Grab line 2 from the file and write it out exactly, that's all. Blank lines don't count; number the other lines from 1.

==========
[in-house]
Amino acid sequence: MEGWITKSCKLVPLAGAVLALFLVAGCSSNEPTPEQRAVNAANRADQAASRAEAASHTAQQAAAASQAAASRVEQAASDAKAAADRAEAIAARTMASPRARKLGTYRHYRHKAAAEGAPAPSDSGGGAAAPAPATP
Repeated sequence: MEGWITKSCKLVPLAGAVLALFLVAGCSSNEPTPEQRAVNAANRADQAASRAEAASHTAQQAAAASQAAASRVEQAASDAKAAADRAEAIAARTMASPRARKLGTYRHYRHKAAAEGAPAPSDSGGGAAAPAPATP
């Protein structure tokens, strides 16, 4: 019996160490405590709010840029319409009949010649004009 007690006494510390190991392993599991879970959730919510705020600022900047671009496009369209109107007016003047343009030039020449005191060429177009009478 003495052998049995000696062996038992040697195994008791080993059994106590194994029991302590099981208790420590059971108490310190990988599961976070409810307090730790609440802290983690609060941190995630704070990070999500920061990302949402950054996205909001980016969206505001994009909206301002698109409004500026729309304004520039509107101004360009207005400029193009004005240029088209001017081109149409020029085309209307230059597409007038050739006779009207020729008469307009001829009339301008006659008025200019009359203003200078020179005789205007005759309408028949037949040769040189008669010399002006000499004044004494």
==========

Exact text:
Amino acid sequence: MEGWITKSCKLVPLAGAVLALFLVAGCSSNEPTPEQRAVNAANRADQAASRAEAASHTAQQAAAASQAAASRVEQAASDAKAAADRAEAIAARTMASPRARKLGTYRHYRHKAAAEGAPAPSDSGGGAAAPAPATP